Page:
Monday, May 29, 2017

Memorial Day and My Mets Fandom

Today is Memorial Day, a day in which we honor the men and women who served in the military and gave up their lives to protect the United States and its people.  Memorial Day is also special to me as a Mets fan, for it was on the day we observed the holiday in 1981 that I became a Mets fan.

On Monday, May 25, 1981, I was off from school.  I had been looking forward to Memorial Day for weeks because my father promised we'd have a barbecue in the backyard.  Something about having burgers while fending off mosquitoes always made eight-year-old me giddy with anticipation.  But unfortunately, that outdoor food and fly-swatting fest was not to be, as my father did not feel well and was bedridden all day.

Of course, as most children my age would do, I was more upset about not having burgers and potato salad that day than I was about the condition of my father.  Instead of counting down the hours and minutes to the unveiling of the grill, I spent all morning and early afternoon moping in the living room.  Eventually, I took advantage of the fact that my father was in bed, which left his favorite recliner that no one was allowed to sit on open for the taking.  So of course, I turned on the TV and plopped myself in his comfortable chair.  Since it was 1981 and we weren't a remote control household, I didn't feel like getting up to change the channel.  The last thing anyone had watched the night before was on WOR (Channel 9), so that's what I would make myself watch to take my mind off the postponed barbecue.

Channel 9 had always been the TV home of the New York Mets, but in 1980, fledgling cable network Sportschannel began to air Mets games as well.  Fortunately, the Memorial Day game in 1981 was scheduled to be broadcast on Channel 9 and the allure of the velour prevented me from getting off the recliner to change the channel.  So it was the Mets for me on that day.  And it's been the Mets for me ever since.

The Mets played the Philadelphia Phillies in the Memorial Day matinee and they showed no brotherly love for their division rivals, defeating them in a 13-3 laugher.  Although many players performed well for the Mets that day (Hubie Brooks, Lee Mazzilli and Joel Youngblood had three hits apiece, Dave Kingman hit a grand slam and starting pitcher Greg Harris earned his first major league victory), it was Mookie Wilson who captured my attention and made me thankful that we didn't possess a remote control.  Mookie reached base four times that day (two hits, two walks).  He also scored three runs and drove in two.  After leading off the game with a walk, Mookie proceeded to swipe second and scored the first of the Mets' four runs in that inning.  It was the first time I had been exposed to Mookie's baserunning abilities, and I was utterly amazed.  Six innings later, Mookie crushed a long drive to center off former Met Tug McGraw that went for a two-run triple.  His gazzelle-like speed mesmerized eight-year-old me to the point where I checked the TV guide - I had to get off the couch eventually - for when the next Mets game was going to be aired on WOR.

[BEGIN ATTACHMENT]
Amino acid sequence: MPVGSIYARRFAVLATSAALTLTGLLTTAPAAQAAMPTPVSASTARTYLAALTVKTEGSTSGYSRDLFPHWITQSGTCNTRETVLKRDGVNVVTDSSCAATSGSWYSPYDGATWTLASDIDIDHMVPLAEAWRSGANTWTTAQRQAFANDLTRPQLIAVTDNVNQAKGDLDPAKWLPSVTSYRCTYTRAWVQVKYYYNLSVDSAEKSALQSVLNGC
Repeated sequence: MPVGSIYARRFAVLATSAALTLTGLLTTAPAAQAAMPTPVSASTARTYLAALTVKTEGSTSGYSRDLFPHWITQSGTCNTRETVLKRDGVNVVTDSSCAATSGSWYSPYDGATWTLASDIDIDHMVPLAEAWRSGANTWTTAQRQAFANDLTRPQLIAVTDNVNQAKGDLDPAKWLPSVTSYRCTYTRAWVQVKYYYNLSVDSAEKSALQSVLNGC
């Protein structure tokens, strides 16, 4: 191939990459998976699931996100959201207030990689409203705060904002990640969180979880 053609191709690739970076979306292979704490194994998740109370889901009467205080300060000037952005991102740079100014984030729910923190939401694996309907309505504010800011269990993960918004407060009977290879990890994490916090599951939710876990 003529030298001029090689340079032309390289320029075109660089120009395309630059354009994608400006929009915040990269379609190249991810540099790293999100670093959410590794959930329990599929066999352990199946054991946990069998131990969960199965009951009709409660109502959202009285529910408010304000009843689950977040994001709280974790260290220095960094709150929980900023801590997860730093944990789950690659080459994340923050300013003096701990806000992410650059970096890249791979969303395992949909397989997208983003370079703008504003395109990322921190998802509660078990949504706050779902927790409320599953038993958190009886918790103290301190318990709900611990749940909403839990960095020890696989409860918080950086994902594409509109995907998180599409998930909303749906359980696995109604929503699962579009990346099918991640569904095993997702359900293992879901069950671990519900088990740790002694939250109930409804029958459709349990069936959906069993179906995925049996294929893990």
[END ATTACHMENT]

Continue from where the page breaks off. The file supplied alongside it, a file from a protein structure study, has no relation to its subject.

Less than three weeks after discovering Mookie and the Mets, baseball went on strike.  For two months, I couldn't indulge in my new passion - my New York Mets passion, that is.  Fortunately, my father recovered from his illness and we were able to have many barbecues to pass the time during baseball's two-month hiatus.  Baseball returned to my TV screen in August, and I quickly eschewed burgers and hot dogs on the grill for Mookie and the Mets in front of my grill.

Thirty-six Memorial Days later, I'm still a Mets fan and I will be attending today's game against the Milwaukee Brewers at Citi Field.  But just think of how everything had to fall into place for my Mets fandom to begin the way it did.

Had my father not been ill, I never would have watched the Mets that day.  It would have taken longer for me to develop an interest in baseball, especially since my father wasn't a sports fan and couldn't tell me the difference between an infield fly and an unzipped fly.

Also, if someone had left the TV on a channel other than Channel 9 the previous night, I might have become a daytime soap opera fan instead of a Mets fan and this blog post would be about the wedding of Luke and Laura and not the running of Mookie Wilson.

And last, but certainly not least, had the Yankees been playing a day game rather than a night game in Baltimore, I might be bragging about ringzzzz today.  Fortunately, the Yankees had no day game on the docket and even if they had, they were blown out by the Orioles on Memorial Day 1981 so I wouldn't have looked forward to their next game as much as I was for the Mets after their philleting of the Phillies.

My father is now 81 years old.  He has taught me many things about life and love.  On May 25, 1981, he probably wanted to teach me how to make a well-done burger.  But on a day when he was too sick to gave me any instruction, he inadvertently taught me how to be a Mets fan.  And my life would not have been the same had I not developed that love and passion for the team.  I met my wife because of the Mets and I've made many new friends due to our shared love of the orange and blue.

Memorial Day will always be special to me, thanks to my now-healthy father, a chair of incredible comfort and the fleet feet of Mookie Wilson.  I still need that lesson on how to make a perfect burger, but my father can teach me whenever the Mets aren't playing.

The grill master to the left, the former eight-year-old couch potato to the right.

Sunday, May 7, 2017

How Are the Mets Scoring All These Runs?